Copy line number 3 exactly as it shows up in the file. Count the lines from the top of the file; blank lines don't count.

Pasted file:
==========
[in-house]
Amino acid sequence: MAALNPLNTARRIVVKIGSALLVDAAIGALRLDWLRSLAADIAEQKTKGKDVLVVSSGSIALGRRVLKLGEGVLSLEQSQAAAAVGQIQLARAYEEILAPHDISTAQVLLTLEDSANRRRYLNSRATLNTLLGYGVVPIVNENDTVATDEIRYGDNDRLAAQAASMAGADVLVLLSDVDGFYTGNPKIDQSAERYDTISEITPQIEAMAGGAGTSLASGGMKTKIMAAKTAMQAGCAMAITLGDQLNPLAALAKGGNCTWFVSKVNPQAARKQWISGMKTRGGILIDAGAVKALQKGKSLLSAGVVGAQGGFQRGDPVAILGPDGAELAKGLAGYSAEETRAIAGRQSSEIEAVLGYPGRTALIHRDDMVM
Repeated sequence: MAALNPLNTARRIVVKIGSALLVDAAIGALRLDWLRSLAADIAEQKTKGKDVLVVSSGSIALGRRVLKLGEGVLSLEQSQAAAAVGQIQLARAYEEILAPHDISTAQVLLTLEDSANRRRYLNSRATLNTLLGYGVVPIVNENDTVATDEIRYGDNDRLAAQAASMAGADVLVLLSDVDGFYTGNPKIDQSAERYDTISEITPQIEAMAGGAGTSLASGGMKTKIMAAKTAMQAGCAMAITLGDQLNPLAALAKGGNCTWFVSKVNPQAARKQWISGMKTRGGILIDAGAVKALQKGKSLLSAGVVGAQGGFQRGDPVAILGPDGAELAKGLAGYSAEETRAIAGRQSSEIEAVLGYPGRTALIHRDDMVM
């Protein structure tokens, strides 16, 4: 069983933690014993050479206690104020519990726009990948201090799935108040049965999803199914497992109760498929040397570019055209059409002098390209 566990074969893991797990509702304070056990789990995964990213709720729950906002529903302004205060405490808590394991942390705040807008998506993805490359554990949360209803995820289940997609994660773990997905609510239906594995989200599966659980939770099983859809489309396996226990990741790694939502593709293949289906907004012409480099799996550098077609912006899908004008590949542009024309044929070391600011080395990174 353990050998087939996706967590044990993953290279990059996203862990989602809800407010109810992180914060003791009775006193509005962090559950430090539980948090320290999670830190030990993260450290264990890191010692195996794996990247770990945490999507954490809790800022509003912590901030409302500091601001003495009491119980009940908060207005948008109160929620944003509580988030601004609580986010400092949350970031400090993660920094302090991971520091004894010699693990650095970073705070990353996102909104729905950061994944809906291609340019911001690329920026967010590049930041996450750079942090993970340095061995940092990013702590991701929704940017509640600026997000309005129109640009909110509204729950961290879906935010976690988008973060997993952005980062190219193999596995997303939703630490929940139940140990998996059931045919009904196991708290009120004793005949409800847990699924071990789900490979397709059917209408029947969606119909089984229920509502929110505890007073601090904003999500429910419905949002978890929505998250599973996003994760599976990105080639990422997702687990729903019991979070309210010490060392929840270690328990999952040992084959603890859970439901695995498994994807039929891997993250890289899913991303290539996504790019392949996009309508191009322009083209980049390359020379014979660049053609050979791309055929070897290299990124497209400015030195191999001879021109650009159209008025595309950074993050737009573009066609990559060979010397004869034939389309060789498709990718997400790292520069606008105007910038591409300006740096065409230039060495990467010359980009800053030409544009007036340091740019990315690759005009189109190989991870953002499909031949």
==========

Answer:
Repeated sequence: MAALNPLNTARRIVVKIGSALLVDAAIGALRLDWLRSLAADIAEQKTKGKDVLVVSSGSIALGRRVLKLGEGVLSLEQSQAAAAVGQIQLARAYEEILAPHDISTAQVLLTLEDSANRRRYLNSRATLNTLLGYGVVPIVNENDTVATDEIRYGDNDRLAAQAASMAGADVLVLLSDVDGFYTGNPKIDQSAERYDTISEITPQIEAMAGGAGTSLASGGMKTKIMAAKTAMQAGCAMAITLGDQLNPLAALAKGGNCTWFVSKVNPQAARKQWISGMKTRGGILIDAGAVKALQKGKSLLSAGVVGAQGGFQRGDPVAILGPDGAELAKGLAGYSAEETRAIAGRQSSEIEAVLGYPGRTALIHRDDMVM